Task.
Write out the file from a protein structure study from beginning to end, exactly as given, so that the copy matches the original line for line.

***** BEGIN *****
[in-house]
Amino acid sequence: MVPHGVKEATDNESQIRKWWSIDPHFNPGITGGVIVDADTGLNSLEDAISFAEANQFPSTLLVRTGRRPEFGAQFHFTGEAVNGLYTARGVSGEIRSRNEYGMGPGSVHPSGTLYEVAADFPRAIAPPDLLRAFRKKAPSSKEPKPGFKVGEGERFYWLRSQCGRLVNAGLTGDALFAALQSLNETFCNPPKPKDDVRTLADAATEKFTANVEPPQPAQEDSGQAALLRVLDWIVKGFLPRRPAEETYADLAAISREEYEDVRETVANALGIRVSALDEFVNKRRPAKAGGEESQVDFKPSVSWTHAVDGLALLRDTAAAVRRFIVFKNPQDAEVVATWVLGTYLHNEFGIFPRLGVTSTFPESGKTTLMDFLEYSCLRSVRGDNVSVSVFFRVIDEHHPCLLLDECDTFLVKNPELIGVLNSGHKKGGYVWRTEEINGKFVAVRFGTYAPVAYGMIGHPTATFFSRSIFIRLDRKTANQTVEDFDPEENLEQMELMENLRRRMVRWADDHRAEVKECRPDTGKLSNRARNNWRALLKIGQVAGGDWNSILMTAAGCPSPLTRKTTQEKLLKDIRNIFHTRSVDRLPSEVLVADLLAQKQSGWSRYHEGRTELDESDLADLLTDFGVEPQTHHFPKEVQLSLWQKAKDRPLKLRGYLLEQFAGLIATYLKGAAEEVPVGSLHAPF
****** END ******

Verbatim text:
[in-house]
Amino acid sequence: MVPHGVKEATDNESQIRKWWSIDPHFNPGITGGVIVDADTGLNSLEDAISFAEANQFPSTLLVRTGRRPEFGAQFHFTGEAVNGLYTARGVSGEIRSRNEYGMGPGSVHPSGTLYEVAADFPRAIAPPDLLRAFRKKAPSSKEPKPGFKVGEGERFYWLRSQCGRLVNAGLTGDALFAALQSLNETFCNPPKPKDDVRTLADAATEKFTANVEPPQPAQEDSGQAALLRVLDWIVKGFLPRRPAEETYADLAAISREEYEDVRETVANALGIRVSALDEFVNKRRPAKAGGEESQVDFKPSVSWTHAVDGLALLRDTAAAVRRFIVFKNPQDAEVVATWVLGTYLHNEFGIFPRLGVTSTFPESGKTTLMDFLEYSCLRSVRGDNVSVSVFFRVIDEHHPCLLLDECDTFLVKNPELIGVLNSGHKKGGYVWRTEEINGKFVAVRFGTYAPVAYGMIGHPTATFFSRSIFIRLDRKTANQTVEDFDPEENLEQMELMENLRRRMVRWADDHRAEVKECRPDTGKLSNRARNNWRALLKIGQVAGGDWNSILMTAAGCPSPLTRKTTQEKLLKDIRNIFHTRSVDRLPSEVLVADLLAQKQSGWSRYHEGRTELDESDLADLLTDFGVEPQTHHFPKEVQLSLWQKAKDRPLKLRGYLLEQFAGLIATYLKGAAEEVPVGSLHAPF